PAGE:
WASHINGTON (Reuters) - The risk of conflicts between and within nations will increase over the next five years to levels not seen since the Cold War as global growth slows, the post-World War Two order erodes and anti-globalization fuels nationalism, said a U.S. intelligence report released on Monday.
“These trends will converge at an unprecedented pace to make governing and cooperation harder and to change the nature of power – fundamentally altering the global landscape,” said “Global Trends: Paradox of Progress,” the sixth in a series of quadrennial studies by the U.S. National Intelligence Council.
The findings, published less than two weeks before U.S. President-elect Donald Trump takes office on Jan. 20, outlined factors shaping a “dark and difficult near future,” including a more assertive Russia and China, regional conflicts, terrorism, rising income inequality, climate change and sluggish economic growth.
Global Trends reports deliberately avoid analyzing U.S. policies or choices, but the latest study underscored the complex difficulties Trump must address in order to fulfill his vows to improve relations with Russia, level the economic playing field with China, return jobs to the United States and defeat terrorism.
The National Intelligence Council comprises the senior U.S. regional and subject-matter intelligence analysts. It oversees the drafting of National Intelligence Estimates, which often synthesize work by all 17 intelligence agencies and are the most comprehensive analytic products of U.S intelligence.
The study, which included interviews with academic experts as well as financial and political leaders worldwide, examined political, social, economic and technological trends that the authors project will shape the world from the present to 2035, and their potential impact.
It said the threat of terrorism would grow in coming decades as small groups and individuals harnessed “new technologies, ideas and relationships.”
Uncertainty about the United States, coupled with an “inward-looking West” and the weakening of international human rights and conflict prevention standards, will encourage China and Russia to challenge American influence, the study added.
Those challenges “will stay below the threshold of hot war but bring profound risks of miscalculation,” the study warned. “Overconfidence that material strength can manage escalation will increase the risks of interstate conflict to levels not seen since the Cold War.”
While “hot war” may be avoided, differences in values and interests among states and drives for regional dominance “are leading to a spheres of influence world,” it said,
The latest Global Trends, the subject of a Washington conference, added that the situation also offered opportunities to governments, societies, groups and individuals to make choices that could bring “more hopeful, secure futures.”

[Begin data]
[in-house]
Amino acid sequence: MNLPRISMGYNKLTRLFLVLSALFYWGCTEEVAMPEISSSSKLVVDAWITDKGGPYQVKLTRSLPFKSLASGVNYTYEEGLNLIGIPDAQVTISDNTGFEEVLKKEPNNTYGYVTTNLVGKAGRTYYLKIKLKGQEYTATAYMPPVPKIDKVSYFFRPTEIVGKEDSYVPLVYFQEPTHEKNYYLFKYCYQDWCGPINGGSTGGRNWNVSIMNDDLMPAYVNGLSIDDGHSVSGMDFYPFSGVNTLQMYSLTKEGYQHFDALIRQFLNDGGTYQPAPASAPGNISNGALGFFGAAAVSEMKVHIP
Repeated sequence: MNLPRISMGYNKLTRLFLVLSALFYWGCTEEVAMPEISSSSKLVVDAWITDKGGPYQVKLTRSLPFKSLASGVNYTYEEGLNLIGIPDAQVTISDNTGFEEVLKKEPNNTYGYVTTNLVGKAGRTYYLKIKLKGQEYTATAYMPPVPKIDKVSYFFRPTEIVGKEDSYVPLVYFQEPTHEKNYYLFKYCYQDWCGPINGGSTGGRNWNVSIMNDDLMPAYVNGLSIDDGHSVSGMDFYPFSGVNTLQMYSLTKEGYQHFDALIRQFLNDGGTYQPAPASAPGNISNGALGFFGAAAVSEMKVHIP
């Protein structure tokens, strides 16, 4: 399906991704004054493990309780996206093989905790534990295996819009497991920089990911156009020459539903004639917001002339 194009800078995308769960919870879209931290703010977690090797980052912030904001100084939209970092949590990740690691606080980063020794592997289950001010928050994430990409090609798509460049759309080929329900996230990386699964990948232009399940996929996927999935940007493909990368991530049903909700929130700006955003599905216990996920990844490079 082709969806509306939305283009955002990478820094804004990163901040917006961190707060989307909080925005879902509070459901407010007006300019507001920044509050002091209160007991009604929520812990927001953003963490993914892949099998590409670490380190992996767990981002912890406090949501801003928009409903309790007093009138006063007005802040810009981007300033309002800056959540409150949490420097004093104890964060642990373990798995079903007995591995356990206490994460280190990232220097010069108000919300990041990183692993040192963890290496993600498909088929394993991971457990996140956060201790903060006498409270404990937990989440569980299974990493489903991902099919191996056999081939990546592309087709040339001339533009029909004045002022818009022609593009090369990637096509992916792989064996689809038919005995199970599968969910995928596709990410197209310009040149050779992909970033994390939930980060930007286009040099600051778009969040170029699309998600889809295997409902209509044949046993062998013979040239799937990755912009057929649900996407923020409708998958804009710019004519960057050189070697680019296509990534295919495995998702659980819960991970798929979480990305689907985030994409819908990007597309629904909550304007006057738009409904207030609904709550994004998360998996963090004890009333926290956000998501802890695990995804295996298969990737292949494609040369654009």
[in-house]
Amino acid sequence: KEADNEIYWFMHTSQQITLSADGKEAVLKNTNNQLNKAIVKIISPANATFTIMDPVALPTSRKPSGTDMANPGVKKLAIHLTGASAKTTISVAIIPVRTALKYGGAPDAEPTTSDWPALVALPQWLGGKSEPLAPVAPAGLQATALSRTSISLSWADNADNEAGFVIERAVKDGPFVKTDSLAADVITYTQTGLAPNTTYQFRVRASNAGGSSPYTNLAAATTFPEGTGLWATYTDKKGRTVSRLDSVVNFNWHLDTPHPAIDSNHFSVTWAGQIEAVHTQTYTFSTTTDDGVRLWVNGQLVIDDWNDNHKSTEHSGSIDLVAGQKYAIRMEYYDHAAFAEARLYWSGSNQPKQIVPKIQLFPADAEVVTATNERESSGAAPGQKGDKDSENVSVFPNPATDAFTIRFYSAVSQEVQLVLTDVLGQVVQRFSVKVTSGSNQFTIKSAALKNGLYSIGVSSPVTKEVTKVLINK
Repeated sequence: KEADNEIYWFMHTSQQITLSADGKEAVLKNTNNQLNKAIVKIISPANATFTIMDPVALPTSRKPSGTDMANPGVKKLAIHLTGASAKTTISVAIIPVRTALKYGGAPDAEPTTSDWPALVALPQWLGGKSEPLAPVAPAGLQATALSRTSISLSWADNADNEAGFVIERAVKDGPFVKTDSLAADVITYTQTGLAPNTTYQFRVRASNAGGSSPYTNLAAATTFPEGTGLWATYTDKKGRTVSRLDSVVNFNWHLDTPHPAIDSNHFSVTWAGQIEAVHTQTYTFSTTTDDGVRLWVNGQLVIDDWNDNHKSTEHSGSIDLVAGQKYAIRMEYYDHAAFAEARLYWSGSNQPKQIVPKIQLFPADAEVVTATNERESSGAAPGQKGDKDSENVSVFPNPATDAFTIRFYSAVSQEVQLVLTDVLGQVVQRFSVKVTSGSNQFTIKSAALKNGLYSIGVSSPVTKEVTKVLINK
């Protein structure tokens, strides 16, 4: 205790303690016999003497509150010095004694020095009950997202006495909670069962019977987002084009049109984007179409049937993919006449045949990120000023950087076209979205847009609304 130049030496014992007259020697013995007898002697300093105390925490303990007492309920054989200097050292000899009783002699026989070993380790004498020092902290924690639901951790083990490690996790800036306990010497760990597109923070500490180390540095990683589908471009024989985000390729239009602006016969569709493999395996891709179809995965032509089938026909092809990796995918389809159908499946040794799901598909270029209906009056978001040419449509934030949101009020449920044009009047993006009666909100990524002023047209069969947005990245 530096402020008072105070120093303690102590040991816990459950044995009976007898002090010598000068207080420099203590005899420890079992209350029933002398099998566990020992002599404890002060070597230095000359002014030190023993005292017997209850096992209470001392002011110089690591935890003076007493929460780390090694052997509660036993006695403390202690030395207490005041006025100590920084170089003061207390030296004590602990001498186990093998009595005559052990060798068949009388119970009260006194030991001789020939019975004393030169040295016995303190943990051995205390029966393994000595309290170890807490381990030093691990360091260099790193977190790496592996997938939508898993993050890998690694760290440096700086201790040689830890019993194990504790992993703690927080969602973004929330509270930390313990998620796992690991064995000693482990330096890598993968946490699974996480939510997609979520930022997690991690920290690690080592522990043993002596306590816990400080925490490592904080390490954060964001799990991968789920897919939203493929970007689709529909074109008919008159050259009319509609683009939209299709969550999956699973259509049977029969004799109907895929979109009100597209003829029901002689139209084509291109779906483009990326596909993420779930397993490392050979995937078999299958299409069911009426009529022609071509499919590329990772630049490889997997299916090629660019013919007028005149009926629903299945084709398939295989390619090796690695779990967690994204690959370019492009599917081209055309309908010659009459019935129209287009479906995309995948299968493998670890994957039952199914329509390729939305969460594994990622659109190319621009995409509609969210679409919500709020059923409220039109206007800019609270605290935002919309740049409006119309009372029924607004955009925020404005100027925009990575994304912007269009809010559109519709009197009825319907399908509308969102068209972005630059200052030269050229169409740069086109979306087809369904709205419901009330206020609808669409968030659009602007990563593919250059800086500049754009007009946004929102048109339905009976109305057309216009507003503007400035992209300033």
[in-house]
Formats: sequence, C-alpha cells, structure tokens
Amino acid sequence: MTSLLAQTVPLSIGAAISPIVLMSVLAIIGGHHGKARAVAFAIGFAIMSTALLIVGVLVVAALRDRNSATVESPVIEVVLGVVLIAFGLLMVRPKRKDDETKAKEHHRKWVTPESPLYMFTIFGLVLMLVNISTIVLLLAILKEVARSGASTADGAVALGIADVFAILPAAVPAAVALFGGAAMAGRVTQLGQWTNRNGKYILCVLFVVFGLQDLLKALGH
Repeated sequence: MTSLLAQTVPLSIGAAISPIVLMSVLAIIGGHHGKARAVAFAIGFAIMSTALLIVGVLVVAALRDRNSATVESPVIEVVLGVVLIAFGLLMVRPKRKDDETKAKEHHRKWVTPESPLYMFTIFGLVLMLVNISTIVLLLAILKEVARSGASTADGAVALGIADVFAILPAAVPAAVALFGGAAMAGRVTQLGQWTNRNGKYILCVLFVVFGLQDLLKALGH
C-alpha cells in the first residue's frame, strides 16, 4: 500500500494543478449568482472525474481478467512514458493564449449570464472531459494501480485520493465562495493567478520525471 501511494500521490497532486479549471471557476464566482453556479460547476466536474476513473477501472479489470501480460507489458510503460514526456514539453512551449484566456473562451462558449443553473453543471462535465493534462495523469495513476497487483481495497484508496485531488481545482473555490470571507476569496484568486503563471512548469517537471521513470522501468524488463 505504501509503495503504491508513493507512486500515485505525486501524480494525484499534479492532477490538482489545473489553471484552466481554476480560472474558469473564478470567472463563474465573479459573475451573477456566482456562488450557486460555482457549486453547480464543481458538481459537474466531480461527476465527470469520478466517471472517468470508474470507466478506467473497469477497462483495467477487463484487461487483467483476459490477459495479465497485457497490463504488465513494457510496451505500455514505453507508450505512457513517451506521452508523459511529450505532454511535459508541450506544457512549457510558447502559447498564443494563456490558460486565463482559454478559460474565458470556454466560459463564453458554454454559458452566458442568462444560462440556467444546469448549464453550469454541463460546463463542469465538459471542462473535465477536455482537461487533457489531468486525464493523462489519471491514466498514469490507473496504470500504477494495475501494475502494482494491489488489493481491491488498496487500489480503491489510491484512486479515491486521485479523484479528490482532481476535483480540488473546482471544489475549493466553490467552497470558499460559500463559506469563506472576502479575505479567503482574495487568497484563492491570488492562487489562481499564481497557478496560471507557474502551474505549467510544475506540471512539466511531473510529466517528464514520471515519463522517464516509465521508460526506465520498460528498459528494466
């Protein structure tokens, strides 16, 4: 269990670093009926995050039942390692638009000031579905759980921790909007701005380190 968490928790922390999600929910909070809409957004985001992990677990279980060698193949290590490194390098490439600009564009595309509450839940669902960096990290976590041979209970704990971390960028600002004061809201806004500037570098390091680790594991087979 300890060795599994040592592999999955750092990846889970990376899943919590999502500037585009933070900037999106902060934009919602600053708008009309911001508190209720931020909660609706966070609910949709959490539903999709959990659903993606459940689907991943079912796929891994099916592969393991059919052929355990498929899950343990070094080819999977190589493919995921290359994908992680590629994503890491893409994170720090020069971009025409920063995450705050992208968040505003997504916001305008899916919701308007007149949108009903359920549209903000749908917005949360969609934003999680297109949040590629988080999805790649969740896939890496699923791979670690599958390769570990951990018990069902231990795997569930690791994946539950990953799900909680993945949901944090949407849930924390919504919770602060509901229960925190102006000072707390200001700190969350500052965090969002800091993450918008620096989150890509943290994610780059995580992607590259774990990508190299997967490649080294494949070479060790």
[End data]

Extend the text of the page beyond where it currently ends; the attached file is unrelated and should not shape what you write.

“As the paradox of progress implies, the same trends generating near-term risks also can create opportunities for better outcomes over the long term,” the study said.
The report also said that while globalization and technological advances had “enriched the richest” and raised billions from poverty, they had also “hollowed out” Western middle classes and ignited backlashes against globalization. Those trends have been compounded by the largest migrant flows in seven decades, which are stoking “nativist, anti-elite impulses.”
“Slow growth plus technology-induced disruptions in job markets will threaten poverty reduction and drive tensions within countries in the years to come, fueling the very nationalism that contributes to tension between counties,” it said.
The trends shaping the future include contractions in the working-age populations of wealthy countries and expansions in the same group in poorer nations, especially in Africa and South Asia, increasing economic, employment, urbanization and welfare pressures, the study said.
The world will also continue to experience weak near-term growth as governments, institutions and businesses struggle to overcome fallout from the Great Recession, the study said.
“Major economies will confront shrinking workforces and diminishing productivity gains while recovering from the 2008-09 financial crisis with high debt, weak demand, and doubts about globalization,” said the study.
“China will attempt to shift to a consumer-driven economy from its longstanding export and investment focus. Lower growth will threaten poverty reduction in developing counties.”
Governance will become more difficult as issues, including global climate change, environmental degradation and health threats demand collective action, the study added, while such cooperation becomes harder.
Reporting by Jonathan Landay; Editing by John Walcott and Peter Cooney